Our foreign affairs discussions about the rest of the world have left us in a discourse stranded in religious ideology and war. The “debate” on international issues has become so black and white that there is no room for compromise, empathy, thoughtful exchange, or the slightest room to think critically about how to tackle real issues like global climate change, a multifaceted, regional and international blood bath in the Middle East, the rise of the Cities and the demise of the States. The citizens of this globe have allowed their leaders to distract them from large-scale, complex issues they must face with petty discussions about walls, guns, abortion, religion and other things that just divide people so that they can continue to conquer (i.e., make money, hoard resources, sell small arms so we can kill each other and not think beyond war).

Now, I know I haven’t picked on Hillary yet but I will. She, unlike any other presidential candidate, has the credentials and resume many of us aspire to amass and with it the baggage not one Republican or Democrat ever risked accumulating over their less-esteemed career. Nevertheless, she has things she must answer to in the international affairs arena that are no doubt important – Libya, Syria, and Iraq just to name a few. Sadly, not one candidate to date can challenge her on any of these issues because they just do not have the knowledge or experience.

This pains me. As an international security professor, consultant, and commentator, one that has done nothing but strive to improve America’s performance abroad, when it comes to choosing a candidate to support, I can make no choice other than Clinton. However, I do hope she has learned from her mistakes. Having seen Libya, I hope she sees that trying to overthrow even the worst dictators is not the answer. Having seen the explosion of refugees and displaced people, I hope she sees that random bombing of countries is not the answer either. And having seen the rise of Al Qaeda and the Islamic State, I hope she knows that indiscriminate arming of unknown groups is going to get us all killed – therefore not the answer.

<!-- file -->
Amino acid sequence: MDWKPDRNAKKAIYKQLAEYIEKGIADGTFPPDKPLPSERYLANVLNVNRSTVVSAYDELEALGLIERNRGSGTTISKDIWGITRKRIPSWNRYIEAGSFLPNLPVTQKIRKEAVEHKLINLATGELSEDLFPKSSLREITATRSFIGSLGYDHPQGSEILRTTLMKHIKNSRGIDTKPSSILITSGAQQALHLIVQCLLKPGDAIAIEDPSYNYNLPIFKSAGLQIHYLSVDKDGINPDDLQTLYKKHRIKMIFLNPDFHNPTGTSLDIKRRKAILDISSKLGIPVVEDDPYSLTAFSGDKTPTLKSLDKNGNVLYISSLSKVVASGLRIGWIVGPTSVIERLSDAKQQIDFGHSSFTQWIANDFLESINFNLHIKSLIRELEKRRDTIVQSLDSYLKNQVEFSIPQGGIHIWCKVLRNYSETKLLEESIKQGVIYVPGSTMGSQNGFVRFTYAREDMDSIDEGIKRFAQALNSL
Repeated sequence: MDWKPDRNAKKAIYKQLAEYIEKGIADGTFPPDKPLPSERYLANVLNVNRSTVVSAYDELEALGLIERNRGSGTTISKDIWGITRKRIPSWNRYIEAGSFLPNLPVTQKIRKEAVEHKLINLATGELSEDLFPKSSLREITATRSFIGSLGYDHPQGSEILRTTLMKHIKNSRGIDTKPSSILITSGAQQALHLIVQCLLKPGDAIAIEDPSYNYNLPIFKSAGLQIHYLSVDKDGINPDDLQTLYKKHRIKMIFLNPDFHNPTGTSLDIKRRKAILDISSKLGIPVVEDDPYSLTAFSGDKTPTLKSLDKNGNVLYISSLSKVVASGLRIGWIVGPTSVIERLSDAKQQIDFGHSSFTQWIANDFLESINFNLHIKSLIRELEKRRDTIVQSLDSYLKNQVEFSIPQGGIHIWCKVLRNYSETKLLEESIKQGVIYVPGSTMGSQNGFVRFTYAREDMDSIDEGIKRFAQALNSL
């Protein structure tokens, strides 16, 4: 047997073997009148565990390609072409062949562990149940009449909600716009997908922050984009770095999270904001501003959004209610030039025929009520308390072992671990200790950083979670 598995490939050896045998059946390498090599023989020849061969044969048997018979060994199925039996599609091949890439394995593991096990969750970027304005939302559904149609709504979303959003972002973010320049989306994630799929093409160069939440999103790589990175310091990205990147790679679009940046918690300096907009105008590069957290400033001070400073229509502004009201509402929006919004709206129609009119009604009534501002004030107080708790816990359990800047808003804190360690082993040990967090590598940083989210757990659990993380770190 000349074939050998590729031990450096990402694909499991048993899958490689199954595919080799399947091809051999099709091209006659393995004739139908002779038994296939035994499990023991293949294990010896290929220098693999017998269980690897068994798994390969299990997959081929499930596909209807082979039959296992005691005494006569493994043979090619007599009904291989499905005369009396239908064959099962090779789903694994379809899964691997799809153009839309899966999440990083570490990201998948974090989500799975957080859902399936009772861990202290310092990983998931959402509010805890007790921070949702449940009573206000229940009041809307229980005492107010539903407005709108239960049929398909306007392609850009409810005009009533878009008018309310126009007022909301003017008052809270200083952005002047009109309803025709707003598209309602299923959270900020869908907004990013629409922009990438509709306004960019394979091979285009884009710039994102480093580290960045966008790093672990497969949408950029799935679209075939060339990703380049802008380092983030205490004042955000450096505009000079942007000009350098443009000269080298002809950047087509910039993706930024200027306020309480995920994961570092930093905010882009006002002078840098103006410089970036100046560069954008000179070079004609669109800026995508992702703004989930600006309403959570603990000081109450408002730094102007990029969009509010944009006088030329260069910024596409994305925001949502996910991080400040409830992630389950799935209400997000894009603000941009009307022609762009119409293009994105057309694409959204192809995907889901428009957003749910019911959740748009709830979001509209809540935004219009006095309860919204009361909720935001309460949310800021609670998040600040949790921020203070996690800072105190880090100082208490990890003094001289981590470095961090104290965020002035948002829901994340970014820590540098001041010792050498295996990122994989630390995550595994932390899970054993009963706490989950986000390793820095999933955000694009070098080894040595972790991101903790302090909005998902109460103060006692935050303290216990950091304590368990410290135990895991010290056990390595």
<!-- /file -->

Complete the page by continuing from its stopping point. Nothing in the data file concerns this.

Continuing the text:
Hillary made one particular statement during the debate that gave me some insight and actually did reinforce my hopes. “You know,” she said, “diplomacy is not about getting to the perfect solution. It’s about how you balance the risks.” And balancing those risks needs to be done by people not bombs.

Clinton has balanced risks in unprecedented circumstances for our nation. They have not always given way to solutions nor have they brought us peace. Yes, there have been major mistakes. But the bottom line is that she is the only candidate that has demonstrated that she is willing to adapt to much needed change in order to lead. She goes out in the world despite the fact that there is no easy way to address any of these problems. Each time with successes and failures and, each time, somehow she has managed to come out on top. She has been a successful activist, lawyer, senator, secretary of state and even with all the odds stacked against her, she still has the fortitude to try to lead this country to a better tomorrow despite itself.

My last hope is this time, in this presidential race, all Americans are ready to stand by the next U.S. president so she can accomplish what this country so desperately needs – being a leader with the vision for its future.

Patricia (Tricia) DeGennaro is a senior intelligence analyst for ThreatTec, LLC and a professor of international security at New York University’s Department of International Affairs. She recently completed a Franklin Fellowship at the United States Agency for International Development in the Office of Civilian Military Cooperation. She is a contributor to the forthcoming book, Love Her, Love Her Not: The Hillary Paradox, edited by Joanne Bamberger.


Image via U.S. Dept. of State/in the public domain